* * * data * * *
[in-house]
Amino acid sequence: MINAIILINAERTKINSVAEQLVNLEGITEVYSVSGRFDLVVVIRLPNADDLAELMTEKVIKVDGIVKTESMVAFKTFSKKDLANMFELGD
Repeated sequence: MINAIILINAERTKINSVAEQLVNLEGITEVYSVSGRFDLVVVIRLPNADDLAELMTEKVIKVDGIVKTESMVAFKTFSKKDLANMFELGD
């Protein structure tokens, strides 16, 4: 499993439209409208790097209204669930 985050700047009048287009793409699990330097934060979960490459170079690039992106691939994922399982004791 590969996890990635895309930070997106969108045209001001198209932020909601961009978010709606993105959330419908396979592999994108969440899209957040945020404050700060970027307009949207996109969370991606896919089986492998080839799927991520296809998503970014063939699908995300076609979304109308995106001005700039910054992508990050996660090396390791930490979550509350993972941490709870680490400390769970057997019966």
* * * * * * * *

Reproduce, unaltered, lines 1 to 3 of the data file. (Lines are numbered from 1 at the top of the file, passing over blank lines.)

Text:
[in-house]
Amino acid sequence: MINAIILINAERTKINSVAEQLVNLEGITEVYSVSGRFDLVVVIRLPNADDLAELMTEKVIKVDGIVKTESMVAFKTFSKKDLANMFELGD
Repeated sequence: MINAIILINAERTKINSVAEQLVNLEGITEVYSVSGRFDLVVVIRLPNADDLAELMTEKVIKVDGIVKTESMVAFKTFSKKDLANMFELGD